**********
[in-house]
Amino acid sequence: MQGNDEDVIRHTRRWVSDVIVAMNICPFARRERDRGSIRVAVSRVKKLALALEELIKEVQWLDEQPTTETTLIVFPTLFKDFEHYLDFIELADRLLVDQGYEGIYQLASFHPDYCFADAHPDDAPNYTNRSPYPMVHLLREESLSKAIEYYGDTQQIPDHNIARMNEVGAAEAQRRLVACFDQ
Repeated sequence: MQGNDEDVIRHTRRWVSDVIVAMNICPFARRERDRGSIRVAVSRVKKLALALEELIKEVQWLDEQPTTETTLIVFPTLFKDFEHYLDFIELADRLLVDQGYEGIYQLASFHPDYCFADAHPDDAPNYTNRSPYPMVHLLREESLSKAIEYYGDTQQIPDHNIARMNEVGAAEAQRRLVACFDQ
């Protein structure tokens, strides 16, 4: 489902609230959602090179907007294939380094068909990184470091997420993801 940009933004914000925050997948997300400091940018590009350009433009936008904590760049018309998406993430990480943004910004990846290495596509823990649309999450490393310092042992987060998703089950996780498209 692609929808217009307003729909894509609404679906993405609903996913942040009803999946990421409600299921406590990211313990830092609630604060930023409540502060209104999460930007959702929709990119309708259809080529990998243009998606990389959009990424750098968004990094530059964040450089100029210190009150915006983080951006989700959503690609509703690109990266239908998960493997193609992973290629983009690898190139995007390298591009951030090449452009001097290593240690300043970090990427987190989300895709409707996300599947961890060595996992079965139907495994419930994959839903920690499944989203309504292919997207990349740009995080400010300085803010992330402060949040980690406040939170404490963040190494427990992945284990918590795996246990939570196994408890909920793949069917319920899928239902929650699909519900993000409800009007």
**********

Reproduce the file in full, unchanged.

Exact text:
[in-house]
Amino acid sequence: MQGNDEDVIRHTRRWVSDVIVAMNICPFARRERDRGSIRVAVSRVKKLALALEELIKEVQWLDEQPTTETTLIVFPTLFKDFEHYLDFIELADRLLVDQGYEGIYQLASFHPDYCFADAHPDDAPNYTNRSPYPMVHLLREESLSKAIEYYGDTQQIPDHNIARMNEVGAAEAQRRLVACFDQ
Repeated sequence: MQGNDEDVIRHTRRWVSDVIVAMNICPFARRERDRGSIRVAVSRVKKLALALEELIKEVQWLDEQPTTETTLIVFPTLFKDFEHYLDFIELADRLLVDQGYEGIYQLASFHPDYCFADAHPDDAPNYTNRSPYPMVHLLREESLSKAIEYYGDTQQIPDHNIARMNEVGAAEAQRRLVACFDQ
């Protein structure tokens, strides 16, 4: 489902609230959602090179907007294939380094068909990184470091997420993801 940009933004914000925050997948997300400091940018590009350009433009936008904590760049018309998406993430990480943004910004990846290495596509823990649309999450490393310092042992987060998703089950996780498209 692609929808217009307003729909894509609404679906993405609903996913942040009803999946990421409600299921406590990211313990830092609630604060930023409540502060209104999460930007959702929709990119309708259809080529990998243009998606990389959009990424750098968004990094530059964040450089100029210190009150915006983080951006989700959503690609509703690109990266239908998960493997193609992973290629983009690898190139995007390298591009951030090449452009001097290593240690300043970090990427987190989300895709409707996300599947961890060595996992079965139907495994419930994959839903920690499944989203309504292919997207990349740009995080400010300085803010992330402060949040980690406040939170404490963040190494427990992945284990918590795996246990939570196994408890909920793949069917319920899928239902929650699909519900993000409800009007």